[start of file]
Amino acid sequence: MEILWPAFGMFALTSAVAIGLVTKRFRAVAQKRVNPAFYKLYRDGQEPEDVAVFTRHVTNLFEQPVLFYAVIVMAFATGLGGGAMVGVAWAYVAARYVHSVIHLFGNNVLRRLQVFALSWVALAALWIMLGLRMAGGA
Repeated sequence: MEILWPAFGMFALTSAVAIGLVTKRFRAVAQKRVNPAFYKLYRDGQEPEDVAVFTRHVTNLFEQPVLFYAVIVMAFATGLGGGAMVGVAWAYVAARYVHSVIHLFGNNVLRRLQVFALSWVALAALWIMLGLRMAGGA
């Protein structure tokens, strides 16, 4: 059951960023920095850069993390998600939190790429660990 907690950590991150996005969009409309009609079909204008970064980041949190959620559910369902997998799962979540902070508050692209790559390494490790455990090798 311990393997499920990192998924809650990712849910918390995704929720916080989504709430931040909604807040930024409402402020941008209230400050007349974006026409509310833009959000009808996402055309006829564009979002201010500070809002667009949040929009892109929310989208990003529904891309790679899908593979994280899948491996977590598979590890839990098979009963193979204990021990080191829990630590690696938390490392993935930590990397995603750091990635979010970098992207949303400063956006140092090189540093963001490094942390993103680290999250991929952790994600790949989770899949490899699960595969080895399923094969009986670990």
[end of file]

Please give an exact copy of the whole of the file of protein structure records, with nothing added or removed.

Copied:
Amino acid sequence: MEILWPAFGMFALTSAVAIGLVTKRFRAVAQKRVNPAFYKLYRDGQEPEDVAVFTRHVTNLFEQPVLFYAVIVMAFATGLGGGAMVGVAWAYVAARYVHSVIHLFGNNVLRRLQVFALSWVALAALWIMLGLRMAGGA
Repeated sequence: MEILWPAFGMFALTSAVAIGLVTKRFRAVAQKRVNPAFYKLYRDGQEPEDVAVFTRHVTNLFEQPVLFYAVIVMAFATGLGGGAMVGVAWAYVAARYVHSVIHLFGNNVLRRLQVFALSWVALAALWIMLGLRMAGGA
């Protein structure tokens, strides 16, 4: 059951960023920095850069993390998600939190790429660990 907690950590991150996005969009409309009609079909204008970064980041949190959620559910369902997998799962979540902070508050692209790559390494490790455990090798 311990393997499920990192998924809650990712849910918390995704929720916080989504709430931040909604807040930024409402402020941008209230400050007349974006026409509310833009959000009808996402055309006829564009979002201010500070809002667009949040929009892109929310989208990003529904891309790679899908593979994280899948491996977590598979590890839990098979009963193979204990021990080191829990630590690696938390490392993935930590990397995603750091990635979010970098992207949303400063956006140092090189540093963001490094942390993103680290999250991929952790994600790949989770899949490899699960595969080895399923094969009986670990």